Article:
“Millimeter-wave radar is an evolving technology that is ideal for enabling new and innovative capabilities in home monitoring and healthcare. Check out the links to this article and some of the resources listed below to learn more about mmWave radar sensors, including evaluation modules, demo software, or solutions from our third-party partners.
With advances in healthcare, the average life expectancy of humans continues to increase. The size and proportion of the elderly population is growing in almost every country in the world, with the total number of people aged 65 and over projected to double to 1.5 billion by 2050. At the same time, in response to this aging trend, home care or nursing facilities must be scaled up.
According to the Centers for Disease Control and Prevention, nearly 25 percent of older adults fall each year, and falls in older adults are the leading cause of traumatic hospital admissions in the United States. Knowing when a fall or other health-related event occurs and being able to respond quickly helps ensure patients get the care they need.
Current Technology C Home Health
Innovations in medical sensors and connectivity technologies are helping seniors lead normal lives at home and ensure timely assistance in the event of an accident. These medical sensors are often based on accelerometers to detect motion characteristics such as falls, and can automatically call family members or caregivers for help.
Seniors must wear these battery-powered sensors on their necks or wrists; wearing them on the body helps the sensors recognize macroscopic movements such as falls and use connected nodes to contact family members or caregivers. Other sensors, such as an electrocardiogram or pulse oximeter, can also provide a continuous view of health parameters (such as vital signs or sleep quality).
As shown in Figure 1, each of these medical sensors faces its own challenges. To ensure efficient operation, consumers must remember to wear and charge it, which may compromise comfort or viability. Some models require the patient to press a button in the event of a health event, but cannot function if the patient is incapacitated. Finally, sensors need to be very accurate in order to differentiate between fall events and daily activities. Current sensors tend to misjudge when a person is sitting down quickly or clapping their hands. Privacy concerns can also arise when certain types of sensors, such as those used in optical cameras, are placed in the home.
Figure 1: By addressing issues such as sedentary or mobility, falls, and detection of vital signs that indicate long-term health trends or sleep quality,
Helps achieve family health.
Millimeter-Wave Radar: Contactless Sensing with Privacy
60GHz millimeter-wave radar is another sensing technology that can be used to detect and track home health and behavior. Radar helps solve a variety of sensing challenges, including determining whether a room is occupied (and how many), identifying motion signatures to discern fall events, and measuring a person’s vital signs to assess sleep quality. Millimeter-wave radar is essentially a radio frequency-based sensor that senses without touching the body, and since the sensor does not provide any visual identification information, it can be installed in sensitive areas such as bedrooms or bathrooms. Combining these features at the application level can help provide peace of mind for loved ones and caregivers by capturing family safety and health information through a home monitoring system.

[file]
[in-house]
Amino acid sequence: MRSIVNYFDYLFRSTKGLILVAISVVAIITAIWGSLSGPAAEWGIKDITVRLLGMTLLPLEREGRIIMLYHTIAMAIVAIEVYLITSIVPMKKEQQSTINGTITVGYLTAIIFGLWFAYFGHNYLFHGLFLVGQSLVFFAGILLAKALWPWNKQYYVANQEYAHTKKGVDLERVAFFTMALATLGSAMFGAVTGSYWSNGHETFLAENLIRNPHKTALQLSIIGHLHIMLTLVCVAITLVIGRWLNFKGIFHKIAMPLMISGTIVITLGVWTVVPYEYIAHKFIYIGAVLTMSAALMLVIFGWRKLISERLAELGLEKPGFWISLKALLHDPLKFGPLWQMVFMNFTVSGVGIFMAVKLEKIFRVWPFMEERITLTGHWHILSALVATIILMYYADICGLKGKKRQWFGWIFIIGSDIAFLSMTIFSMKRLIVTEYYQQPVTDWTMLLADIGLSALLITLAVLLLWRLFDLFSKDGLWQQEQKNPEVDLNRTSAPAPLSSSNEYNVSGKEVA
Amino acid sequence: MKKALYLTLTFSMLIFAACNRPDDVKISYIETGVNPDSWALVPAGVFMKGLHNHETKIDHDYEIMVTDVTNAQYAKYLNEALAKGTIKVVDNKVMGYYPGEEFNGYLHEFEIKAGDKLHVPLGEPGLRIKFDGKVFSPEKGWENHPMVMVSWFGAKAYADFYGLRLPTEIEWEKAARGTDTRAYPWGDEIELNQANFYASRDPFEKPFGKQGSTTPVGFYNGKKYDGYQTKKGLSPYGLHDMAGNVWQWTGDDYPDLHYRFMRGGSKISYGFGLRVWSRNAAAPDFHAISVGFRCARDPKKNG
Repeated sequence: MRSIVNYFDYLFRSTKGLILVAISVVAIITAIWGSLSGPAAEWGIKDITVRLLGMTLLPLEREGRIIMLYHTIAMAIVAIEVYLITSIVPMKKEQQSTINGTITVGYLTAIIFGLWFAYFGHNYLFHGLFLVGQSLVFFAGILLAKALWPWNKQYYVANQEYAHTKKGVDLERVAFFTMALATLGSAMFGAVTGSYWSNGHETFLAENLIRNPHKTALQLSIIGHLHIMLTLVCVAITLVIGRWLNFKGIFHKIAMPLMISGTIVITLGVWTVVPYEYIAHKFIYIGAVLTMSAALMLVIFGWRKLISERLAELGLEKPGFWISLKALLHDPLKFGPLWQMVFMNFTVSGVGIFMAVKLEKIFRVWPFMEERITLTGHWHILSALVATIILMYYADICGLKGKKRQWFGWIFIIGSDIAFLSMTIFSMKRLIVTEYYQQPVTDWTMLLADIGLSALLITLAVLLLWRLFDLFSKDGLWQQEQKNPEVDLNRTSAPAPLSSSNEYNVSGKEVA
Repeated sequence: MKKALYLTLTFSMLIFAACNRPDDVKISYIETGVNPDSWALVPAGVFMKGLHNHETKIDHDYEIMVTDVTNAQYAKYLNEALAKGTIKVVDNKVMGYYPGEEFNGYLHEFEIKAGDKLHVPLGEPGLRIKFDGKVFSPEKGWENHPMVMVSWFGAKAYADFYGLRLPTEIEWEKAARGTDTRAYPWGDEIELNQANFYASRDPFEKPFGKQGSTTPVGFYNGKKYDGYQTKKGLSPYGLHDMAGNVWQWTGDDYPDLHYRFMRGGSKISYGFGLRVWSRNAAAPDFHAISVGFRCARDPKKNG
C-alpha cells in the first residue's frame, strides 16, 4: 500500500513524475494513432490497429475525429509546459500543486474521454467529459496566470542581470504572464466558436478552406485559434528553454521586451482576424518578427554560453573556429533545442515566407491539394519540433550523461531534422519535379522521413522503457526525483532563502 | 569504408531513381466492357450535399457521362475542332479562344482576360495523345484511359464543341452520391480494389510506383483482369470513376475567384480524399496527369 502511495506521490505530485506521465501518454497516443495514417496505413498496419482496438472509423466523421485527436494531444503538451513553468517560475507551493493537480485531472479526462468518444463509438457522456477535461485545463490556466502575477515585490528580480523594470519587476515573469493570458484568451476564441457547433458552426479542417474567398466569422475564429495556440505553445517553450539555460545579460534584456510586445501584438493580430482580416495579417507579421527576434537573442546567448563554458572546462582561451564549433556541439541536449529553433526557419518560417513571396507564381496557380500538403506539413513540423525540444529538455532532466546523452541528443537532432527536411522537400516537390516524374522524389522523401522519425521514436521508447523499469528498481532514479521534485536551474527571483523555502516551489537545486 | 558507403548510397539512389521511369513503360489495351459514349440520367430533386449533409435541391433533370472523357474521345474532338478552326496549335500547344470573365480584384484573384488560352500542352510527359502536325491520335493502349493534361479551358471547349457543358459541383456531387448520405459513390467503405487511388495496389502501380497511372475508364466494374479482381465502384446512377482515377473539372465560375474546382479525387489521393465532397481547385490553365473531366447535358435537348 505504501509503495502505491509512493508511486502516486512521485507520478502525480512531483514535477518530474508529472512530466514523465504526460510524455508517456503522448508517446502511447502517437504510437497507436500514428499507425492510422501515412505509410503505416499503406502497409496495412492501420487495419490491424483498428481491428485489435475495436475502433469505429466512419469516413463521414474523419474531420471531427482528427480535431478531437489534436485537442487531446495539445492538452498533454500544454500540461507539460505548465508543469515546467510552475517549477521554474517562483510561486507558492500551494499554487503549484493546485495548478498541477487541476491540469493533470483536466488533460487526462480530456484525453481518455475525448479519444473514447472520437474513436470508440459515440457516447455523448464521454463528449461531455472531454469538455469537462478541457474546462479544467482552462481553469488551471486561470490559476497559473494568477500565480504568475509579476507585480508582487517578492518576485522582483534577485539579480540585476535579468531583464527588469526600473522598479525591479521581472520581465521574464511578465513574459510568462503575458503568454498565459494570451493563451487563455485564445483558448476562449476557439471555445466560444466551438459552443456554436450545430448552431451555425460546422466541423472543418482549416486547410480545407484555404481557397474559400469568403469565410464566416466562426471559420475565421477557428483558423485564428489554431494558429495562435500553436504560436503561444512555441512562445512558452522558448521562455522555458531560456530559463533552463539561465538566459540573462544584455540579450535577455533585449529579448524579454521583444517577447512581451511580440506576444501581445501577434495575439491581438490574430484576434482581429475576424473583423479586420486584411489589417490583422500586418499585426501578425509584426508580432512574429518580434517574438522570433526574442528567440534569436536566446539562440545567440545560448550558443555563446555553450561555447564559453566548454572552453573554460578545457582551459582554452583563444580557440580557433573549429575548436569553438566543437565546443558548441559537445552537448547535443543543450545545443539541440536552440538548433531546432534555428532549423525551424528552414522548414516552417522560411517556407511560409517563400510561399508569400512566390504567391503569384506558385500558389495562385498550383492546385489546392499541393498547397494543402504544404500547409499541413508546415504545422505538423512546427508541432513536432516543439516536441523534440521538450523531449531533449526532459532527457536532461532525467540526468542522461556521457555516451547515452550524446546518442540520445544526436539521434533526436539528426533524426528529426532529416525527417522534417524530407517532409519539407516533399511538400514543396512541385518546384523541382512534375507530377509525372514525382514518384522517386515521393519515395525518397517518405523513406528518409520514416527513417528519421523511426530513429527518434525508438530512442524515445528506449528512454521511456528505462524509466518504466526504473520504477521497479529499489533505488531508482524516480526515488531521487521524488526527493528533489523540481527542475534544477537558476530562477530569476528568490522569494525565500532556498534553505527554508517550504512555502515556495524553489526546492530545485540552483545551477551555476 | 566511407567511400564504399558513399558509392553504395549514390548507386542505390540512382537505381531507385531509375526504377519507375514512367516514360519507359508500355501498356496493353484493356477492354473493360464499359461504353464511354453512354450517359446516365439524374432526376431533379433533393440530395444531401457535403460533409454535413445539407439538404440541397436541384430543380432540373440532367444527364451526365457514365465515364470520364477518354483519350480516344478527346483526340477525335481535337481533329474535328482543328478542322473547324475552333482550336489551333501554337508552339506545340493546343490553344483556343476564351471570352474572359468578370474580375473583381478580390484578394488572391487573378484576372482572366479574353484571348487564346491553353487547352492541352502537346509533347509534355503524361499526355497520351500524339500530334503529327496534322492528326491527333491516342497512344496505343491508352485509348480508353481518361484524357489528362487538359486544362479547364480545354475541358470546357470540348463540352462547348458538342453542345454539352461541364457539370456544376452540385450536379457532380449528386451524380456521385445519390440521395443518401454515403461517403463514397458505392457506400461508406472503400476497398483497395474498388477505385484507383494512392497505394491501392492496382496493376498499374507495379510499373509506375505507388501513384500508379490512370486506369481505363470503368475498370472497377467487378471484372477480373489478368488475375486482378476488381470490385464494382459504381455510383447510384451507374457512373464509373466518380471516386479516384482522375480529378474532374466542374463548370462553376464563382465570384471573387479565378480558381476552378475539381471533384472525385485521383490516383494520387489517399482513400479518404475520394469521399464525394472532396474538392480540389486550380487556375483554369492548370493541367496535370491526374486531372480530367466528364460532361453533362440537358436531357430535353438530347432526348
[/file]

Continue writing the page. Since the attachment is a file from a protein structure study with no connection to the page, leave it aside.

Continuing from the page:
The IWR6843AOP utilizes the on-chip antenna and the on-board processing capabilities of the microcontroller and digital signal processor to process the target’s range, velocity, and angle information. Distance and angle information can be used to generate a “point cloud” that, when fed into a history tracker, can determine not only whether a person is in a room, but also where that person is in the room. This point cloud and tracker information can be used to determine if a person is moving or sedentary, or if they have normal behaviors, such as walking to the kitchen in the morning.
Taking the radar point cloud indicating a fall as an example, Figure 2 represents the point cloud with green dots, and assigns a red trajectory to this cluster of point clouds. The image on the right shows the instantaneous and average height of a person, and algorithms can be used to detect if a person has fallen.
Figure 2: Example of radar point cloud after a person has fallen
Velocity information can measure the motion characteristics of objects in the room. Through tailored algorithms or artificial intelligence, these motion signatures can identify behaviors such as unsteady gait, falling or near-falling. Another use is at the bedside to measure activity during sleep and determine if sleep patterns have changed. As shown in Figure 3, the motion signature can even measure a person’s heart rate and breathing rate while sitting or lying down.
Figure 3: Heart rate and respiratory rate measured using the IWR6843AOP sensor,
The sensor is installed at chest height, 1.2m and 2.5m away from the seated person, respectively.
In Figure 3, the upper part of the picture shows a comparison of the IWR6843AOP processed output (green line) using a chest-mounted commercial heart rate monitor (black line). The heart rate error is less than 5bpm (relative to the true value of the chest-mounted sensor), indicating that good measurement accuracy can be guaranteed without the sensor touching the body.
Millimeter-wave radar is an evolving technology that is ideal for enabling new and innovative capabilities in home monitoring and healthcare. Check out the links to this article and some of the resources listed below to learn more about mmWave radar sensors, including evaluation modules, demo software, or solutions from our third-party partners.
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